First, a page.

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Pommard producers step up grand cru promotion push

Producers in three premier cru areas of Pommard have stepped up their quest to achieve grand cru status by submitting a 150-page support dossier to the local INAO office.

The Dijon office of the French national appellation authority, INAO, is examining the report, which covers the areas of Pommard Rugiens (haut et bas), Pommard Epenots (grands et petits) and Clos des Epeneaux.

‘It took us two years to put together this dossier,’ Aubert Lefas, vice president of the Pommard vintners union, told decanter.com.

The dossier, which is not publicly available, argues that prices for wines from the three premiers crus have been ‘regularly higher’ than other Pommard premiers crus, that historical ratings exist that would justify a promotion and that ‘the complexities of the soils’ coming from all three areas also warrant grand cru status.

Producers’ formal application comes as global demand for top Burgundy remains high. Last month’s 153rd annual Hospices de Beaune auction raised its highest total to date, EUR6.3m (US$7.2m), off its smallest volumes for three decades.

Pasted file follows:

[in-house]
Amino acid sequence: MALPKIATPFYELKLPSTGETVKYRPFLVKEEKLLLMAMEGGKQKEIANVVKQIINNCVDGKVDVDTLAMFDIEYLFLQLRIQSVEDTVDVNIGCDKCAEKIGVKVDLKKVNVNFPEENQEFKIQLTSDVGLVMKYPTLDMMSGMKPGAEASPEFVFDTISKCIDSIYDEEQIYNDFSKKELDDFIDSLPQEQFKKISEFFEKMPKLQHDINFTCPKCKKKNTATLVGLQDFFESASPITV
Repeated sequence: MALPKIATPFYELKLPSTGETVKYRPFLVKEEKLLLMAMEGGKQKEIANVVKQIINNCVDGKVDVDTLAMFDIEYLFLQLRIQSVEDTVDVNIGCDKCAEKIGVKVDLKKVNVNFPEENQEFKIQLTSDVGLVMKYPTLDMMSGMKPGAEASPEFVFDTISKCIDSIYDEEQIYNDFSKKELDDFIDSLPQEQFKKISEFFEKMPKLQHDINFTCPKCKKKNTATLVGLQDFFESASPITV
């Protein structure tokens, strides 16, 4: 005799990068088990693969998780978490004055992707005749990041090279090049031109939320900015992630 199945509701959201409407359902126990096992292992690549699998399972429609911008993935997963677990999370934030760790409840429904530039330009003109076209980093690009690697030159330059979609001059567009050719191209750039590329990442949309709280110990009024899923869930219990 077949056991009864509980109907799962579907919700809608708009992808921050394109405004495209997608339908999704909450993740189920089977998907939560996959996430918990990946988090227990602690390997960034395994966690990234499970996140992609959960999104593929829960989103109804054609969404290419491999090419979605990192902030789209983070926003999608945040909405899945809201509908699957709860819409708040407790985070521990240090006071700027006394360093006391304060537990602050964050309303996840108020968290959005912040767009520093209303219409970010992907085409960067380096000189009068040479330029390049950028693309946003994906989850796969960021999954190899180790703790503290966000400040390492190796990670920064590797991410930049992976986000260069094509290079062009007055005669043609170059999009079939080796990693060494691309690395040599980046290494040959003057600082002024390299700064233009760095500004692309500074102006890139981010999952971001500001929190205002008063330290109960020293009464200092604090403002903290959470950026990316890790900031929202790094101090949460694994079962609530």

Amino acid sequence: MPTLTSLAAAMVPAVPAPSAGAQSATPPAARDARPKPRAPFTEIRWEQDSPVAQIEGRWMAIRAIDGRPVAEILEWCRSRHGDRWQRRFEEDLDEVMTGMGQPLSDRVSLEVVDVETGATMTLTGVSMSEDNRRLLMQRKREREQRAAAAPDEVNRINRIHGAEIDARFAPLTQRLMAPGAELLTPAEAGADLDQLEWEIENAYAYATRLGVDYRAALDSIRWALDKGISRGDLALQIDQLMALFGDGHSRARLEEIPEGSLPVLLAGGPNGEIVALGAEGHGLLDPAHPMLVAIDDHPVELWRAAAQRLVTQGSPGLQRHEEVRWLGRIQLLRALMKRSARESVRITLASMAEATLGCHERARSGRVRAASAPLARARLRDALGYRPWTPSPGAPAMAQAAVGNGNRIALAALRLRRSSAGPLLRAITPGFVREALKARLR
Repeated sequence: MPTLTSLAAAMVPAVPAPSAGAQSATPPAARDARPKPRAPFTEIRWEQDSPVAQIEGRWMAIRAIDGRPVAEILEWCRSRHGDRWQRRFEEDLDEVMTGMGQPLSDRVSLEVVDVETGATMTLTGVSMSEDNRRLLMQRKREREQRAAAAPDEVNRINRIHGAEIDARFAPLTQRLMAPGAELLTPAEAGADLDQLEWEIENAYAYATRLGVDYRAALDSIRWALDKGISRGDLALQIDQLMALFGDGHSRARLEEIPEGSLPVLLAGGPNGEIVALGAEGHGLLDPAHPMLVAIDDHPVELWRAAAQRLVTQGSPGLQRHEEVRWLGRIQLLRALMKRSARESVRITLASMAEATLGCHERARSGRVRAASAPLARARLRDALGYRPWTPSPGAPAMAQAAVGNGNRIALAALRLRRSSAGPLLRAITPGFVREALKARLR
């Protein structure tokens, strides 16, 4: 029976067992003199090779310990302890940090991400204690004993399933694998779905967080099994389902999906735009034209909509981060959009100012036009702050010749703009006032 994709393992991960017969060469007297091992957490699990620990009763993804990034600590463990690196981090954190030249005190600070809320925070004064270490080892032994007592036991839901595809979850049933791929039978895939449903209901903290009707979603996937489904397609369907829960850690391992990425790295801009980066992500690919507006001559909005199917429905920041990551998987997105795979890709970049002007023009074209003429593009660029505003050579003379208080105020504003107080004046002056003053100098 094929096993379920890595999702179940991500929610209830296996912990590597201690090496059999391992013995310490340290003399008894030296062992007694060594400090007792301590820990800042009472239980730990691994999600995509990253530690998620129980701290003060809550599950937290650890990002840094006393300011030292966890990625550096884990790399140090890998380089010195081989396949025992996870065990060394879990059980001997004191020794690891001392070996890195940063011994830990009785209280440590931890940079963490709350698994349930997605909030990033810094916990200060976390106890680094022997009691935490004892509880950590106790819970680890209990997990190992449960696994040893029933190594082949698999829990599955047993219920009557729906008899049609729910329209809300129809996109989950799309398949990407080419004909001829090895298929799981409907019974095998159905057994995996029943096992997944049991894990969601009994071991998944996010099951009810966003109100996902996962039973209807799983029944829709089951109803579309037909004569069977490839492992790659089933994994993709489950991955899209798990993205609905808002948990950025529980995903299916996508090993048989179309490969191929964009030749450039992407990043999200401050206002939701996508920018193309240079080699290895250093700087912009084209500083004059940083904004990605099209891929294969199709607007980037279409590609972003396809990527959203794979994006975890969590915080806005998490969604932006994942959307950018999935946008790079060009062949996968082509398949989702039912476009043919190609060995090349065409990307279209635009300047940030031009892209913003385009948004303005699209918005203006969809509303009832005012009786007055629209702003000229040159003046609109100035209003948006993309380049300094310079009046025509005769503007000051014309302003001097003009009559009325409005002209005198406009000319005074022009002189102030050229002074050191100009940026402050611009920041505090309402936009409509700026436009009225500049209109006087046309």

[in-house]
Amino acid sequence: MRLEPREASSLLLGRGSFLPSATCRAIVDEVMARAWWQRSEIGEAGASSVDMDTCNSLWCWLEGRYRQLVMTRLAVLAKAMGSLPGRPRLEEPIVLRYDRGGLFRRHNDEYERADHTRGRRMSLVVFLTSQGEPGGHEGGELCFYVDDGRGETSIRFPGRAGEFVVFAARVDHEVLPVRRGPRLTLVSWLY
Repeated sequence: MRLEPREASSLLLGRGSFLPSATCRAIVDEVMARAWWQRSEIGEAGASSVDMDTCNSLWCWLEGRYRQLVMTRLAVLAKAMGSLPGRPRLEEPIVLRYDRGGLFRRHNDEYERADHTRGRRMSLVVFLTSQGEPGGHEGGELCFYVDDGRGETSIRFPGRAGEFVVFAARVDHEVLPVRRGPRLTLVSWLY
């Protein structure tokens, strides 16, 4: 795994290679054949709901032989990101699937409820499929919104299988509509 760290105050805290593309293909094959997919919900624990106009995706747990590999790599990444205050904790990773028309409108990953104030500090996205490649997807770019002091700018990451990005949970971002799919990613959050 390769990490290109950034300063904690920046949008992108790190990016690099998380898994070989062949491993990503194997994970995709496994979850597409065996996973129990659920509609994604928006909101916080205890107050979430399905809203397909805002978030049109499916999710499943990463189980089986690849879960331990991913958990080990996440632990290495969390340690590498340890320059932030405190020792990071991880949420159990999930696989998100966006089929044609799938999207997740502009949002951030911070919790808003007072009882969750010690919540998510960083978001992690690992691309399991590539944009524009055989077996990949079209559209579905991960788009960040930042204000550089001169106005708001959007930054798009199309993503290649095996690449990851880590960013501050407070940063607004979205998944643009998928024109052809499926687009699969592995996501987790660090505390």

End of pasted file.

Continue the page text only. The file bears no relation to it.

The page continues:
Lefas said the total area up for promotion in Pommard is 41 hectares, which covers 13 ha for the Rugiens, 23 for Epenots and five for Clos des Epeneaux. If secured, that would give Pommard 41ha grand cru vineyards, 85ha of premier cru and some 200ha at ‘village’ level.

‘These numbers add up logically,’ Lefas said. ‘We do not want to create an inflation of grands crus but make appropriate amendments to what it means in Burgundy to be a grand cru.’

He is, however, prepared for a lengthy process. Grand cru status, if it comes, would be unlikely before 2015 at the earliest.

The local INAO is likely to want more evidence on yields, planting conditions and harvesting methods, decanter.com understands.

After this, the issue may be sent to the regional INAO for Burgundyin February 2014. It may then be sent to INAO headquarters in Paris, which would have to send an investigative committee to visit Pommard. If things get that far, it could take up to two years for the committee to do its research.

Written by Panos Kakaviatos

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